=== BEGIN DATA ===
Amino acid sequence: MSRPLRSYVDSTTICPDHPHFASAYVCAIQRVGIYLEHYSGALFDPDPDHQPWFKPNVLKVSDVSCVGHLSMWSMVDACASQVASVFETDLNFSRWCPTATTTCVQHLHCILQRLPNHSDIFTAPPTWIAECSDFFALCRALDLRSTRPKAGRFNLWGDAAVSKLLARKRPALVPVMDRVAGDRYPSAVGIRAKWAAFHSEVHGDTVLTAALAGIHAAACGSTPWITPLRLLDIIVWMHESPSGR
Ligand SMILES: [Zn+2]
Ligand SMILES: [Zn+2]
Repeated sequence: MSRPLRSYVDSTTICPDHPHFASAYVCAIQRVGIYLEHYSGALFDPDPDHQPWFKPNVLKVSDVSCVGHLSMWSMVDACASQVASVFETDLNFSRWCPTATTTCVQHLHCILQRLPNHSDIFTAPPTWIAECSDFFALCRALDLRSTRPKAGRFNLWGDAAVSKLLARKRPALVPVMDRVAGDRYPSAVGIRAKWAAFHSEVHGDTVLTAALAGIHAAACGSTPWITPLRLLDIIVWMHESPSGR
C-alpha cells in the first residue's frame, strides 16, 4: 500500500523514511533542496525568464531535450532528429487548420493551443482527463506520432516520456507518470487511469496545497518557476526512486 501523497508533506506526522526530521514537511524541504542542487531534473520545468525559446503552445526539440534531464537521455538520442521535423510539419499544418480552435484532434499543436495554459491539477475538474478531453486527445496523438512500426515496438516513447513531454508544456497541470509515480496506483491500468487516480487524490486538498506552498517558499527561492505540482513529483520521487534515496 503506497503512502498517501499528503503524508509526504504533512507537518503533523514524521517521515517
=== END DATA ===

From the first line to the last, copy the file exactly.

Amino acid sequence: MSRPLRSYVDSTTICPDHPHFASAYVCAIQRVGIYLEHYSGALFDPDPDHQPWFKPNVLKVSDVSCVGHLSMWSMVDACASQVASVFETDLNFSRWCPTATTTCVQHLHCILQRLPNHSDIFTAPPTWIAECSDFFALCRALDLRSTRPKAGRFNLWGDAAVSKLLARKRPALVPVMDRVAGDRYPSAVGIRAKWAAFHSEVHGDTVLTAALAGIHAAACGSTPWITPLRLLDIIVWMHESPSGR
Ligand SMILES: [Zn+2]
Ligand SMILES: [Zn+2]
Repeated sequence: MSRPLRSYVDSTTICPDHPHFASAYVCAIQRVGIYLEHYSGALFDPDPDHQPWFKPNVLKVSDVSCVGHLSMWSMVDACASQVASVFETDLNFSRWCPTATTTCVQHLHCILQRLPNHSDIFTAPPTWIAECSDFFALCRALDLRSTRPKAGRFNLWGDAAVSKLLARKRPALVPVMDRVAGDRYPSAVGIRAKWAAFHSEVHGDTVLTAALAGIHAAACGSTPWITPLRLLDIIVWMHESPSGR
C-alpha cells in the first residue's frame, strides 16, 4: 500500500523514511533542496525568464531535450532528429487548420493551443482527463506520432516520456507518470487511469496545497518557476526512486 501523497508533506506526522526530521514537511524541504542542487531534473520545468525559446503552445526539440534531464537521455538520442521535423510539419499544418480552435484532434499543436495554459491539477475538474478531453486527445496523438512500426515496438516513447513531454508544456497541470509515480496506483491500468487516480487524490486538498506552498517558499527561492505540482513529483520521487534515496 503506497503512502498517501499528503503524508509526504504533512507537518503533523514524521517521515517